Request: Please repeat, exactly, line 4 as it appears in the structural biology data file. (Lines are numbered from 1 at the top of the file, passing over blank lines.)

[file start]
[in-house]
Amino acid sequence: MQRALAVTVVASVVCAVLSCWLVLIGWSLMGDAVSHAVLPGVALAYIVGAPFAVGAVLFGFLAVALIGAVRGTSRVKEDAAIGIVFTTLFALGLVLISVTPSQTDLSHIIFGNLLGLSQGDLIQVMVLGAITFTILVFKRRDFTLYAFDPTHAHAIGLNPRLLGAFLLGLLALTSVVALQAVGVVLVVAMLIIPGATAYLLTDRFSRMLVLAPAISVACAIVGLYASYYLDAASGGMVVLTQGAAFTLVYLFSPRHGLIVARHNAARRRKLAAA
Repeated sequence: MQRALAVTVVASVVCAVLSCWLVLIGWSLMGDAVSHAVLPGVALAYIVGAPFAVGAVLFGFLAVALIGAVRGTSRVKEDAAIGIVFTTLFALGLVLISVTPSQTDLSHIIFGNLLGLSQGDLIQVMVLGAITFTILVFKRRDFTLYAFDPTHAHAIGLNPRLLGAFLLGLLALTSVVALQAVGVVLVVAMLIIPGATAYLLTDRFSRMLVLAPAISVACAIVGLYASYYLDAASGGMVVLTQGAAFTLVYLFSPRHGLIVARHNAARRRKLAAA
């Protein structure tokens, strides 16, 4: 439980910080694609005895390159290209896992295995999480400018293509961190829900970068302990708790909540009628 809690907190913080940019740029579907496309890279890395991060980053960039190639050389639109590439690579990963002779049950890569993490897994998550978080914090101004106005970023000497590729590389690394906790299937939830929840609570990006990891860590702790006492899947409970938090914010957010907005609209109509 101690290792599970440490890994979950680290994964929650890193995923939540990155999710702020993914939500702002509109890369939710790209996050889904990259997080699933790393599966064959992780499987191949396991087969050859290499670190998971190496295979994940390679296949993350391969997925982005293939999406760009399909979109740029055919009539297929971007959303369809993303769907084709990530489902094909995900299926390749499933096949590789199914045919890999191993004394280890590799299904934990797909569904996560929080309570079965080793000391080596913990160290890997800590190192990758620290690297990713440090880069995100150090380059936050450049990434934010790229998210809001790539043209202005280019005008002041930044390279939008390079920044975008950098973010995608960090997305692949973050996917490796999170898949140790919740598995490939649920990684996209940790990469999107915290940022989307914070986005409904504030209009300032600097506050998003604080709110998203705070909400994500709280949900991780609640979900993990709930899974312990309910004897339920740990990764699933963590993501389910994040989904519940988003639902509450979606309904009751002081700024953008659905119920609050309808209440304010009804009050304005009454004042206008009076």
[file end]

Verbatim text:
């Protein structure tokens, strides 16, 4: 439980910080694609005895390159290209896992295995999480400018293509961190829900970068302990708790909540009628 809690907190913080940019740029579907496309890279890395991060980053960039190639050389639109590439690579990963002779049950890569993490897994998550978080914090101004106005970023000497590729590389690394906790299937939830929840609570990006990891860590702790006492899947409970938090914010957010907005609209109509 101690290792599970440490890994979950680290994964929650890193995923939540990155999710702020993914939500702002509109890369939710790209996050889904990259997080699933790393599966064959992780499987191949396991087969050859290499670190998971190496295979994940390679296949993350391969997925982005293939999406760009399909979109740029055919009539297929971007959303369809993303769907084709990530489902094909995900299926390749499933096949590789199914045919890999191993004394280890590799299904934990797909569904996560929080309570079965080793000391080596913990160290890997800590190192990758620290690297990713440090880069995100150090380059936050450049990434934010790229998210809001790539043209202005280019005008002041930044390279939008390079920044975008950098973010995608960090997305692949973050996917490796999170898949140790919740598995490939649920990684996209940790990469999107915290940022989307914070986005409904504030209009300032600097506050998003604080709110998203705070909400994500709280949900991780609640979900993990709930899974312990309910004897339920740990990764699933963590993501389910994040989904519940988003639902509450979606309904009751002081700024953008659905119920609050309808209440304010009804009050304005009454004042206008009076």